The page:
There are a few role models in many Somali families. A few fathers take part in their children’s school life. However, there are concerns that only small numbers of Somali pupils go to university. One reason for this could be a lack of role models. Boys will generally hang around in the streets due to underachievement at school whereas girls, who are more successful in school will give education a chance. Community representatives feel there is a dire need for Somali teachers to contribute in order to make school life more inclusive for Somali pupils.

Language barriers to learning:

Language issues present barriers to learning. Fluency in English is essential to succeeding in education. The Somali community in the UK speak Somali in homes, community centres, parties and gatherings. The only time they speak English is to non-Somalis in the workplace, schools, colleges, etc. Parents are not able to support Children with homework. It is the language that is the issue; they might understand how to do the maths but can’t explain it in English. They need help with the language. The school is the main teacher. The children do not have enough language and neither do the parents. Parents felt that the Authority should invest in helping parents learn to speak English: ‘LAs should support this… in teaching… if you understand the language, you can learn other things. This teaching of parents should go on during school time’. ‘If they get support with their language, they can do everything better. Education is important, you can’t live without education, it’s for the future.’

Cultural issues:

Many Somalis don’t mix, they remain with their own. Many parents rarely travel out of the immediate area and consequently children have few opportunities to experience the wealth of cultural and social opportunities other than those offered by the school.

Strategies to raise achievement of Somali children:

Getting parents more involved:

This could be done by giving out termly reports so they know how their child is performing, have target setting days so they know what their child is doing in school, and attend parents evenings regularly. Even if they struggle to speak English fluently, they should still try their best to attend the parents evenings and monitor their child’s progress. Teachers try hard to engage parents to come into school because anything that helps parents communicate with the school will be good for their children. The children are priority but the other part of the partnership are the parents.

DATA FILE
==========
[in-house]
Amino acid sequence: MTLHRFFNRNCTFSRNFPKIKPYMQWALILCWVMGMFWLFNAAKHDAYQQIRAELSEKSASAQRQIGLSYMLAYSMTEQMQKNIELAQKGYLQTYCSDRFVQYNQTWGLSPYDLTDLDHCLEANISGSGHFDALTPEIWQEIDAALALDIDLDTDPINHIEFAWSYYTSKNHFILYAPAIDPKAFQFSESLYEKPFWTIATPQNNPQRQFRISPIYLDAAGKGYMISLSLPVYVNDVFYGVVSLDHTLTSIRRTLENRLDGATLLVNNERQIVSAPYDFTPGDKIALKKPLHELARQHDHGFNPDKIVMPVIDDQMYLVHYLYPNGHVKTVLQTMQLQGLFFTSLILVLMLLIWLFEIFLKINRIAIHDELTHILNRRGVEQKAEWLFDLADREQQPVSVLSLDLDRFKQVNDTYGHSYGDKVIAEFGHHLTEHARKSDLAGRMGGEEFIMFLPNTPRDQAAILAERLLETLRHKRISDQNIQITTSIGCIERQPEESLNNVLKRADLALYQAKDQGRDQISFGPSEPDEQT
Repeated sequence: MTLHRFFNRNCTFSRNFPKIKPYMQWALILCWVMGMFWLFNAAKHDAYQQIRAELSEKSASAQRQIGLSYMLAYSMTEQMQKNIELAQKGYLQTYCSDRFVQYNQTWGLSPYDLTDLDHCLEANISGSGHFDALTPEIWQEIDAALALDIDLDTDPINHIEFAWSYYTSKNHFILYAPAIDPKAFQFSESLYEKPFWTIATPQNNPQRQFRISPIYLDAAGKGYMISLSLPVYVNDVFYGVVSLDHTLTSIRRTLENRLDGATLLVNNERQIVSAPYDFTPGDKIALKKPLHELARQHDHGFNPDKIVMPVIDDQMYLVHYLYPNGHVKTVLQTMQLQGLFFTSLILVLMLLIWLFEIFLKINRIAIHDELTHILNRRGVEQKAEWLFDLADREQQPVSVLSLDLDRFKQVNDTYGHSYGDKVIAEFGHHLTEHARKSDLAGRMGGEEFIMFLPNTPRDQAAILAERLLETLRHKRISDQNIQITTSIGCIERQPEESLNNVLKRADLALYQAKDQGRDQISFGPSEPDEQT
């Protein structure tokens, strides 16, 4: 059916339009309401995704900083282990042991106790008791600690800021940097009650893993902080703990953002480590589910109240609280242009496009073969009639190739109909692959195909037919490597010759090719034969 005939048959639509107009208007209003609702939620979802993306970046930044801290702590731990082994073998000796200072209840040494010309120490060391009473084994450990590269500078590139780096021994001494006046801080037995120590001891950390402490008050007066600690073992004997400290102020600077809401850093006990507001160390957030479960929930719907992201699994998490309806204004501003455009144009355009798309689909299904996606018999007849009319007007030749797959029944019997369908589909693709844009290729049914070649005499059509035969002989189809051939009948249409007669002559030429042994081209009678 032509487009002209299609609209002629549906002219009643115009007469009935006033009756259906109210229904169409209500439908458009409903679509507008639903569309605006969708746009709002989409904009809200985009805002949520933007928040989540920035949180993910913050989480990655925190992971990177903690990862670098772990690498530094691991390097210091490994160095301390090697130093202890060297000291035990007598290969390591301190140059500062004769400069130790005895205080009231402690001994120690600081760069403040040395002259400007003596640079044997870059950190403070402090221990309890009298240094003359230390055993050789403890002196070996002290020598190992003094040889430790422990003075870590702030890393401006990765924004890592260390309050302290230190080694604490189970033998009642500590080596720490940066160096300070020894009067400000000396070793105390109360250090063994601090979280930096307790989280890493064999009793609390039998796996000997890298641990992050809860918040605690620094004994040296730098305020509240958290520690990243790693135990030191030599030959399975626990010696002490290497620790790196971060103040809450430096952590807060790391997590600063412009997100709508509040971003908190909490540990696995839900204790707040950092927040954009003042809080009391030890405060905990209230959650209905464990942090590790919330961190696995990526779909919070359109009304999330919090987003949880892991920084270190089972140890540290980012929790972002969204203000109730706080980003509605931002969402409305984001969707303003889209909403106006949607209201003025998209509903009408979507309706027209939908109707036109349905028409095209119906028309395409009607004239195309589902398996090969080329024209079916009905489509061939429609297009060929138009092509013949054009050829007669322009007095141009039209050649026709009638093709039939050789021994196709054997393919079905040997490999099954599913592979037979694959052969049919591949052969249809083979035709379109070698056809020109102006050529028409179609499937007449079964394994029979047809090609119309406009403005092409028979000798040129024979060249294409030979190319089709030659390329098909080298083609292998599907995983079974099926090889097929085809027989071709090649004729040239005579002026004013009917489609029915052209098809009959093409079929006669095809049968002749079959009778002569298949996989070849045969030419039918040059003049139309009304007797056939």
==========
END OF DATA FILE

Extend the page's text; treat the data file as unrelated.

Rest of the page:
Effective use of black teachers and a more diverse staff team:

Diversity is one way in which schools promote good relationships and racial harmony. Headteachers should recruit staff based on intelligence and capability rather than qualifications because they should understand that many people have not had the life chances which enable them to acquire qualifications that reflect their skills. In all the case study schools, Somali pupils had expressed a desire to see Somali staff in school as someone to listen to and understand their issues as well as to support their language development and communicate with their parents.

Inclusive curriculum:

In some schools there are moves to adapt the curriculum to meet the needs of diverse school communities. In one primary school the development of pupils’ cultural understanding is at the centre of the school and the curriculum. Pupils firmly understand their own cultures and how cultures can be different. The curriculum has been planned with great care to meet the needs of all pupils and to ensure equality of access and opportunity. Teachers can explore and gather knowledge of other cultures. The school can understand the cultures within its community and use them as a resource for learning e.g. drawing on the languages spoken, e.g. Somali as well as Urdu, Gujarat, Swahili, Polish and Arabic.

Monitoring performance and effective use of data:

Use of performance data for school improvement is a strength of schools. All the school studied should have effective pupil assessment procedures which are detailed, relevant and constantly updated to reflect staff feedback. Schools can focus on tracking and monitoring Somali students’ progress and achievements throughout their school life. This information can then be used for target setting and independent activities.

Conclusion on how schools can help:

  • Data on pupils performance is used to track their progress and to plan actions to meet their needs.
  • A range of strategies is used to improve the English language skills of pupils at different levels.
  • Somali bilingual staff are effectively used to build links between schools and Somali families.